I still don’t understand. I wouldn’t know. These phrases ground the poem in an ongoing sense of uncertainty. And it’s interesting, given the poem’s title, how the feeling of uncertainty wobbles along a fine line. On one side of this line is frustration. I’m thinking of the frustration of a student who doesn’t understand, bent over “German grammar exercises.” And I’m thinking of the way that sense of not understanding can exist for many reasons — like when a student asks why are we doing this (a perfect and true question that only annoys a teacher if the teacher doesn’t have a good answer — though a good teacher should always have an answer to that question, because it is the most important question, I’d argue, to ask of the experience of learning, and sometimes, to be honest, one of the hardest to answer, which — the difficulty of said answering — should be interrogated and not ignored) and doesn’t receive a good answer. Or when a student struggles to do something because they don’t even have the necessary prior knowledge to begin, and so they are caught in a cycle of frustration that repeats itself over and over again.

On the other side of the wobbling line of uncertainty is amazement — the positive feeling associated with not knowing or not understanding. Here, uncertainty is often laced with humility, and what we don’t understand doesn’t become what we must understand. It is not some formula to be figured out. Rather, we find ourselves in a place where our individual agency has its limitations. And we find ourselves saying that’s okay. In a state of amazement, one dwells rather than toils.

It’s fascinating to me how quickly a sense of uncertainty can become a feeing of frustration. And I wonder how much of that feeling of frustration is related to the exactness of American society. As in, I wonder about the tension between exactness and amazement, and maybe, how the latter isn’t possible if the former exists.

This week, I’ve been reading Aleksandar Hemon’s My Parents, which is a beautiful book about Hemon’s parents, and their experience as displaced Bosnians who never live without the intimate memory of war (Debeljak, too, writes from that perspective as well, given his own displacement from native Yugoslavia due to war). In one chapter about food, Hemon talks about how his parents make fun of him for a “fussiness in relation to food” that they decree is distinctly American. He writes:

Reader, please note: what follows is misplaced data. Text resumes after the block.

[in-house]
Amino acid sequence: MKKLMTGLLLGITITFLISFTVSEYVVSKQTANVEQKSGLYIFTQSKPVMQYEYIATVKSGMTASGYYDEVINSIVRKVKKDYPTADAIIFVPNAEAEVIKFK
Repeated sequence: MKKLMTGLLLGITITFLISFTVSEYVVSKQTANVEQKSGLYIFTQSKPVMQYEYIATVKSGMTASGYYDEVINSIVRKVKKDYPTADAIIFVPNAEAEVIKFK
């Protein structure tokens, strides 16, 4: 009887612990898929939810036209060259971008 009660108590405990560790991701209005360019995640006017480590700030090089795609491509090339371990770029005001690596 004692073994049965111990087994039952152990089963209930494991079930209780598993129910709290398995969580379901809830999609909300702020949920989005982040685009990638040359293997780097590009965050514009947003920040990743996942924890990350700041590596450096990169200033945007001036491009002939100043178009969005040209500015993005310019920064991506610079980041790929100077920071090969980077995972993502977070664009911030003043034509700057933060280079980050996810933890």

When I go to visit them, I berate them for eating bacon, force them to eat fish (“we’ll be hungry in an hour”), and steam vegetables instead of roasting them. For some dubious future health benefit, I deny them — as I do myself — the food they’ve always eaten and enjoyed. To my mind, I practice as much dietary recklessness as the next Bosnian, but what my parents see is not so much a radical change in nutritional content as it is a shift in attitude.

Hemon defines this shift in attitude as one “characterized by the fundamentally puritan notion of self-denial as a means of improvement.” And later he describes American culture as one where:

The basic choice is between puritan discipline of self-denial and total, unchecked addictive indulgence — in either direction, there is little but joylessness.

Maybe this aside about cuisine doesn’t seem inherently related to the tension between exactness and amazement, but I think it is. While reading Hemon’s book, I was struck by how often I insist to live by distinct mechanisms and instruments of joylessness, which are often derivatives of puritanical obsessions — denial by way of exactness. Success by way of the same. I’ve written before about body dysmorphia, and the ways in which being a competitive runner exacerbated certain feelings of shame within myself. It wasn’t because of running — which I still believe has inherent value — but rather because the instruments by which I measured value — stopwatches and scales and results and more — communicated a different, more extrinsic idea of value. Such instruments were indeed instruments of joylessness.

How often, I wonder, do we measure the value of our lives with instruments of joylessness? And in terms that can only be communicated in exact ways? And how often do we chart and graph the ongoing value of our lives, rather than simply live within and among it? How often do we stake the success of our lives on exact measurements of value, rather than what cannot be charted or graphed or assessed or made into data? I wonder sometimes if the modern obsession with information is, at its heart, a fundamentally joyless thing. I wonder if its existence eliminates our capacity to be amazed.

The last line of today’s poem makes more sense in that context. Here it is again:

I will arrive like a peasant who burns nests and loves pigeons. 

There are some things, I’d argue, whose inherent contradictions lead to a world that exists as a kind of impossibly negative dreamscape. To find joy in the overbearing exactness of our information multiverse might seem possible, but such joy, I’d argue, is one that cannot be dwelled within. It must be proven, again and again. As such, like someone who burns nests but loves pigeons, you end up surrendering one part of yourself for the sake of another. You become a walking contradiction. The joy of amazement, however, is a joy whose primary causes are surprise, unknowing, and uncertainty. It’s a joy of humility, a joy that offers permission for things to be unknown, un-exact, inconsistent. Or, in other words: deeply and utterly human. To choose that idea of joy — to live a life of perpetual amazement — feels harder and harder these days, because it must be with a kind of active resistance to the mechanisms of joylessness that permeate our everyday lives. But I am trying to choose such joy. I want to be amazed, still — after and among all these long years.